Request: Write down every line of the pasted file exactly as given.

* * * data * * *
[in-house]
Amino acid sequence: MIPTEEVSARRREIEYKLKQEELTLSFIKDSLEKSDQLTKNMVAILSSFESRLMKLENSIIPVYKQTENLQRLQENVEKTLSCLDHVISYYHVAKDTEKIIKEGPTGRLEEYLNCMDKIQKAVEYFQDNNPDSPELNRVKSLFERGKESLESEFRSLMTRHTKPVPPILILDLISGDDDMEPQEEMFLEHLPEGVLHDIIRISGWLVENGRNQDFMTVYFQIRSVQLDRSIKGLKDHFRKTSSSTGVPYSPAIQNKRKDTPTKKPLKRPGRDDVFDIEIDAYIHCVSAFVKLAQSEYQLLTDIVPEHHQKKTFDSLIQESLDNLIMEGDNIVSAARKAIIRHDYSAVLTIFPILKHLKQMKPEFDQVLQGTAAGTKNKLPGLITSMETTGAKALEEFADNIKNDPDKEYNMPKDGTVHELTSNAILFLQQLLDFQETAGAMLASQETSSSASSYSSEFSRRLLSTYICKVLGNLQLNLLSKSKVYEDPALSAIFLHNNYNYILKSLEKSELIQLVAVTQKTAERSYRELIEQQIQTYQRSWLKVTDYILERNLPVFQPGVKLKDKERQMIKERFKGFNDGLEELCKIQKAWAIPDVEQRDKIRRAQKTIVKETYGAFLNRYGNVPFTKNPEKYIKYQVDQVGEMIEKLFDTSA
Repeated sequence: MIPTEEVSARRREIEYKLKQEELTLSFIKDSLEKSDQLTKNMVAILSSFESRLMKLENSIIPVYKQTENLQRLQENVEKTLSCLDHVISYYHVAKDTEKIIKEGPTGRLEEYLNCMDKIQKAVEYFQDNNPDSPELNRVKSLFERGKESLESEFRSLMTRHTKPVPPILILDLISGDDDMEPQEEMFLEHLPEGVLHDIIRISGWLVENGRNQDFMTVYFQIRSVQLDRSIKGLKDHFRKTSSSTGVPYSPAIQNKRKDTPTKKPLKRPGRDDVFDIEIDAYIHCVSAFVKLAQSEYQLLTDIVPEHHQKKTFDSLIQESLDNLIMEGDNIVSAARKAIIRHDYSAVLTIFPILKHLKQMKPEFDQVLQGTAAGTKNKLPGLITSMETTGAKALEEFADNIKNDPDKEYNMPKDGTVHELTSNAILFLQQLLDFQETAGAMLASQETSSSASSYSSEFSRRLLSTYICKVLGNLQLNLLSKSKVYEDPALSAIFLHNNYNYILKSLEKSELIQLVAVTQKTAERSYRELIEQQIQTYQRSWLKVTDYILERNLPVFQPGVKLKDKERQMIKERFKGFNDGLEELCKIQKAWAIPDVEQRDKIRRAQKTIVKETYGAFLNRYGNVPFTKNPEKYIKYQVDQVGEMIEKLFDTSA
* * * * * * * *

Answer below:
[in-house]
Amino acid sequence: MIPTEEVSARRREIEYKLKQEELTLSFIKDSLEKSDQLTKNMVAILSSFESRLMKLENSIIPVYKQTENLQRLQENVEKTLSCLDHVISYYHVAKDTEKIIKEGPTGRLEEYLNCMDKIQKAVEYFQDNNPDSPELNRVKSLFERGKESLESEFRSLMTRHTKPVPPILILDLISGDDDMEPQEEMFLEHLPEGVLHDIIRISGWLVENGRNQDFMTVYFQIRSVQLDRSIKGLKDHFRKTSSSTGVPYSPAIQNKRKDTPTKKPLKRPGRDDVFDIEIDAYIHCVSAFVKLAQSEYQLLTDIVPEHHQKKTFDSLIQESLDNLIMEGDNIVSAARKAIIRHDYSAVLTIFPILKHLKQMKPEFDQVLQGTAAGTKNKLPGLITSMETTGAKALEEFADNIKNDPDKEYNMPKDGTVHELTSNAILFLQQLLDFQETAGAMLASQETSSSASSYSSEFSRRLLSTYICKVLGNLQLNLLSKSKVYEDPALSAIFLHNNYNYILKSLEKSELIQLVAVTQKTAERSYRELIEQQIQTYQRSWLKVTDYILERNLPVFQPGVKLKDKERQMIKERFKGFNDGLEELCKIQKAWAIPDVEQRDKIRRAQKTIVKETYGAFLNRYGNVPFTKNPEKYIKYQVDQVGEMIEKLFDTSA
Repeated sequence: MIPTEEVSARRREIEYKLKQEELTLSFIKDSLEKSDQLTKNMVAILSSFESRLMKLENSIIPVYKQTENLQRLQENVEKTLSCLDHVISYYHVAKDTEKIIKEGPTGRLEEYLNCMDKIQKAVEYFQDNNPDSPELNRVKSLFERGKESLESEFRSLMTRHTKPVPPILILDLISGDDDMEPQEEMFLEHLPEGVLHDIIRISGWLVENGRNQDFMTVYFQIRSVQLDRSIKGLKDHFRKTSSSTGVPYSPAIQNKRKDTPTKKPLKRPGRDDVFDIEIDAYIHCVSAFVKLAQSEYQLLTDIVPEHHQKKTFDSLIQESLDNLIMEGDNIVSAARKAIIRHDYSAVLTIFPILKHLKQMKPEFDQVLQGTAAGTKNKLPGLITSMETTGAKALEEFADNIKNDPDKEYNMPKDGTVHELTSNAILFLQQLLDFQETAGAMLASQETSSSASSYSSEFSRRLLSTYICKVLGNLQLNLLSKSKVYEDPALSAIFLHNNYNYILKSLEKSELIQLVAVTQKTAERSYRELIEQQIQTYQRSWLKVTDYILERNLPVFQPGVKLKDKERQMIKERFKGFNDGLEELCKIQKAWAIPDVEQRDKIRRAQKTIVKETYGAFLNRYGNVPFTKNPEKYIKYQVDQVGEMIEKLFDTSA